Source: Facebook

Conservative Leader Pierre Poilievre says that immigration numbers will be “much lower” if he becomes prime minister.

“It’s impossible to invite 1.2 million new people to Canada every year. When you’re building 200,000 housing units, it’s impossible. There’s no room. Quebec is at its breaking point,” said Poilievre in an interview in French.

The comments came during an interview with TVA Nouvelles after a reporter asked Poilievre whether he would commit to a 50% reduction in the number of asylum seekers and temporary immigrants arriving in Quebec, which Premier François Legault requested in his most recent meeting with Prime Minister Justin Trudeau.

“It’s going to be much lower, especially for temporary immigration,” said Poilievre.

Poilievre has previously been hesitant to give specifics about what he’d do to Canada’s immigration targets, speaking more generally about his plan to tie immigration to housing and job availability.

The Conservative leader’s brief interview took place as he campaigns through Quebec in an RV with his wife and two children. He has continued to talk about the cost of living crisis, government spending, and rising crime rates.

The Quebec government has been very outspoken against immigration, with Legault previously threatening to hold a referendum on the issue if the federal government didn’t help reduce the number of temporary immigrants flooding to the province.

Poilievre says his formula will be mathematically driven – linked to home-building and job numbers – and not influenced by arbitrary targets.

Housing affordability reached an all-time low in Canada at the beginning of April.

Near the end of 2023, 75% of Canadians believed that high immigration levels were fuelling the housing crisis, according to a Leger poll.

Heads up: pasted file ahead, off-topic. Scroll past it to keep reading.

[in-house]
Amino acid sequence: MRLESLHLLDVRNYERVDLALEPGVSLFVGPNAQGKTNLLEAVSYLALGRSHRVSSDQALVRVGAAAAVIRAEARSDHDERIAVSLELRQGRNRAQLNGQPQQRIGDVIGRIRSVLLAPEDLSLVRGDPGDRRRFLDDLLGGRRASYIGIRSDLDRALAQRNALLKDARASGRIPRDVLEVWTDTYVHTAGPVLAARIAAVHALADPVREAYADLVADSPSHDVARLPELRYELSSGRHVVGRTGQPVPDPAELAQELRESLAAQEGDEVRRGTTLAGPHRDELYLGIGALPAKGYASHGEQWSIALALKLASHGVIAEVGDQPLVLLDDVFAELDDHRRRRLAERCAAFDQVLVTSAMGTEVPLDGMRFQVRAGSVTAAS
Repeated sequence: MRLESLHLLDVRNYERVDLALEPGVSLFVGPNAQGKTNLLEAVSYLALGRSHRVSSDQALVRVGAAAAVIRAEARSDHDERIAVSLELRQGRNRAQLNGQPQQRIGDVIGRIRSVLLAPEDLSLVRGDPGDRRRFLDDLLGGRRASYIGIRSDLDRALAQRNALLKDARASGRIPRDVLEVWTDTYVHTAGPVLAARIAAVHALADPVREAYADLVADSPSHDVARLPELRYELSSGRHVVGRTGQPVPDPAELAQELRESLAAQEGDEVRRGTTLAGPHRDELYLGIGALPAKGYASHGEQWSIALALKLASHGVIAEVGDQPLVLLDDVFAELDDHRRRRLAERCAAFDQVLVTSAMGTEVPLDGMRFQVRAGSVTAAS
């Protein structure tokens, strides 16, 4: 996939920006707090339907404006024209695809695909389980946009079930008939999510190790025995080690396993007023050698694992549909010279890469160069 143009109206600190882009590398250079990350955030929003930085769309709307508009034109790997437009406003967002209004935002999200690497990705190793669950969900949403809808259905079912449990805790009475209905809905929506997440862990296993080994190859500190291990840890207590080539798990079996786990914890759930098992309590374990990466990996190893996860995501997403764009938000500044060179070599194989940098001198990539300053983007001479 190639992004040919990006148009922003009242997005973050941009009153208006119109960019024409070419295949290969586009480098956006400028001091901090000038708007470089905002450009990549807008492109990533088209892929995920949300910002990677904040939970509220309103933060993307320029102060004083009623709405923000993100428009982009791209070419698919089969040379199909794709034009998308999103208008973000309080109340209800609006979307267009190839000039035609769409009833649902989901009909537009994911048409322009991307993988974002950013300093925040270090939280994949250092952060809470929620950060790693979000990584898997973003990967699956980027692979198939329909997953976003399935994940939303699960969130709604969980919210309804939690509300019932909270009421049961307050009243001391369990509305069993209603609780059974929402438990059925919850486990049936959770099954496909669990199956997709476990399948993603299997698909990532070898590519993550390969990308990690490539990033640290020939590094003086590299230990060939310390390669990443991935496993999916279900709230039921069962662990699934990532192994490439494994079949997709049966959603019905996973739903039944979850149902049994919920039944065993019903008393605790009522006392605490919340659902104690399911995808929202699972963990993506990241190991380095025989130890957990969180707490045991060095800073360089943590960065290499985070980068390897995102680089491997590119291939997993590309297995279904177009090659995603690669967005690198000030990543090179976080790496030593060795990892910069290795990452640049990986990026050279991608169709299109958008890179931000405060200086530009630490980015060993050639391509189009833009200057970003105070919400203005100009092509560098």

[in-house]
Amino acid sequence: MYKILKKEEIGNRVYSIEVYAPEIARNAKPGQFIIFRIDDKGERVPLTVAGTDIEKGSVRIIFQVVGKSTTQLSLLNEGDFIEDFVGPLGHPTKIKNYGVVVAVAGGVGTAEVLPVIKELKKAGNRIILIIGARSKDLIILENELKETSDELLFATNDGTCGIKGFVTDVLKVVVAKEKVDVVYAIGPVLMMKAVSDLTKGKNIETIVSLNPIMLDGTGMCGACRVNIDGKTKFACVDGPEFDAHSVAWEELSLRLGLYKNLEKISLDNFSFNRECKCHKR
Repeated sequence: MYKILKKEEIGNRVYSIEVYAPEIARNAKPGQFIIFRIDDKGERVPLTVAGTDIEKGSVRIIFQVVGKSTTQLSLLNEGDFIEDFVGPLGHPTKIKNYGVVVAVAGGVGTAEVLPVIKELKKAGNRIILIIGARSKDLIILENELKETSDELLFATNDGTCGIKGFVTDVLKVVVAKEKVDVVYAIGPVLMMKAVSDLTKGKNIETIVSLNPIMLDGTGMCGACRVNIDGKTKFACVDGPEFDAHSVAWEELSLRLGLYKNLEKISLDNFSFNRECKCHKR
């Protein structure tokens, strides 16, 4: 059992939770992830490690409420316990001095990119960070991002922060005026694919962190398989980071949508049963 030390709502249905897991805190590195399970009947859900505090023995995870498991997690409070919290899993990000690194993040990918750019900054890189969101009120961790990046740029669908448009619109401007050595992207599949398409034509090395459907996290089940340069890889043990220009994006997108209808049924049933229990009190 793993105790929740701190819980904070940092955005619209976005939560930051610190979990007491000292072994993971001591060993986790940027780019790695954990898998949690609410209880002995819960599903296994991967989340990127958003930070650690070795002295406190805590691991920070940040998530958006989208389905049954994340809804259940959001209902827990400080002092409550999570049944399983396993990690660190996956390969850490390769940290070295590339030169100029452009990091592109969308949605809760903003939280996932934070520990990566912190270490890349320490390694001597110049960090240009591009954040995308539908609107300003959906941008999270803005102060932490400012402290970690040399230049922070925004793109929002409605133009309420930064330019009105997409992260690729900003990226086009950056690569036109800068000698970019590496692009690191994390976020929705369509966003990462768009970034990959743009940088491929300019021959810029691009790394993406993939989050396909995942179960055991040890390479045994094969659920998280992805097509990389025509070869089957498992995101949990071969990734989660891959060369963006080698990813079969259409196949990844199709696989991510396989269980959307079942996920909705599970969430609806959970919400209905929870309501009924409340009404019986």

While Poilievre has previously avoided specifics, Conservative immigration critic Tom Kmiec acknowledged the formula could result in fewer immigrants coming into Canada.

While Canada welcomes 500,000 permanent residents per year, True North previously reported that the number of immigrants entering Canada annually is 2.2 million after adding temporary foreign workers, international students, and illegal immigrants.

Housing starts in Canada have failed to meet demand, resulting in soaring costs.

To combat the housing crisis, Trudeau promised to build 3.87 million homes by 2031. To fulfill his promise, Canada would have to build 576,786 homes per year. However, Canada built just over 240,000 homes in 2023, a decrease from 2022, which decreased from 2021.

Poilievre’s housing plan, titled the Building Homes Not Bureaucracy Act, encourages big cities to speed up the process of building homes. Cities are to build 15% more homes annually, compounding yearly. If they fail to do so, federal funding will be withheld by an equal percentage of how much the target was missed by.

Conversely, municipalities that surpass their targets will receive a bonus.  

The Conservatives lead the federal voting intention polls in every province in the country except Quebec, where they trail both the Bloc Québécois and Liberals.